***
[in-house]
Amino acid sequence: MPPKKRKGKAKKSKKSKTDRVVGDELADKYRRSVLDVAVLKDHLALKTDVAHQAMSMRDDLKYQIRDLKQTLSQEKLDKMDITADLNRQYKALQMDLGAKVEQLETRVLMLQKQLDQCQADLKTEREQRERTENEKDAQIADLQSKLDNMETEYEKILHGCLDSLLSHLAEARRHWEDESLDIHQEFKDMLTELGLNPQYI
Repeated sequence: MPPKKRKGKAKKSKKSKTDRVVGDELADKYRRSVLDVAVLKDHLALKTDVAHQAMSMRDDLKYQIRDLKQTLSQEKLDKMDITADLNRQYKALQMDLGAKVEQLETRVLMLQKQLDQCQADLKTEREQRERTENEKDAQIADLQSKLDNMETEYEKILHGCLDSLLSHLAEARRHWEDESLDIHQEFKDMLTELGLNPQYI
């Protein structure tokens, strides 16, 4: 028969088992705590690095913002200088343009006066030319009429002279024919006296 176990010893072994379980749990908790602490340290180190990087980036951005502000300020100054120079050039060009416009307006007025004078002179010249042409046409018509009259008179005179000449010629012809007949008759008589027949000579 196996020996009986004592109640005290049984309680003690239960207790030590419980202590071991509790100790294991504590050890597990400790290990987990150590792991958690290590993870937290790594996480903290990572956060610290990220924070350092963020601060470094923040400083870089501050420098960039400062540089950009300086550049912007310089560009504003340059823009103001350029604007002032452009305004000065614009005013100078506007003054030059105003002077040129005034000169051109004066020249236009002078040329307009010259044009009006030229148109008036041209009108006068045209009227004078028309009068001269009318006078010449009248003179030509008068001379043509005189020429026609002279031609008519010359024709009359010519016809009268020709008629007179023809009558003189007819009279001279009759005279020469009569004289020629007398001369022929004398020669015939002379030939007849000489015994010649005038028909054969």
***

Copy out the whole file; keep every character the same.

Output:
[in-house]
Amino acid sequence: MPPKKRKGKAKKSKKSKTDRVVGDELADKYRRSVLDVAVLKDHLALKTDVAHQAMSMRDDLKYQIRDLKQTLSQEKLDKMDITADLNRQYKALQMDLGAKVEQLETRVLMLQKQLDQCQADLKTEREQRERTENEKDAQIADLQSKLDNMETEYEKILHGCLDSLLSHLAEARRHWEDESLDIHQEFKDMLTELGLNPQYI
Repeated sequence: MPPKKRKGKAKKSKKSKTDRVVGDELADKYRRSVLDVAVLKDHLALKTDVAHQAMSMRDDLKYQIRDLKQTLSQEKLDKMDITADLNRQYKALQMDLGAKVEQLETRVLMLQKQLDQCQADLKTEREQRERTENEKDAQIADLQSKLDNMETEYEKILHGCLDSLLSHLAEARRHWEDESLDIHQEFKDMLTELGLNPQYI
């Protein structure tokens, strides 16, 4: 028969088992705590690095913002200088343009006066030319009429002279024919006296 176990010893072994379980749990908790602490340290180190990087980036951005502000300020100054120079050039060009416009307006007025004078002179010249042409046409018509009259008179005179000449010629012809007949008759008589027949000579 196996020996009986004592109640005290049984309680003690239960207790030590419980202590071991509790100790294991504590050890597990400790290990987990150590792991958690290590993870937290790594996480903290990572956060610290990220924070350092963020601060470094923040400083870089501050420098960039400062540089950009300086550049912007310089560009504003340059823009103001350029604007002032452009305004000065614009005013100078506007003054030059105003002077040129005034000169051109004066020249236009002078040329307009010259044009009006030229148109008036041209009108006068045209009227004078028309009068001269009318006078010449009248003179030509008068001379043509005189020429026609002279031609008519010359024709009359010519016809009268020709008629007179023809009558003189007819009279001279009759005279020469009569004289020629007398001369022929004398020669015939002379030939007849000489015994010649005038028909054969």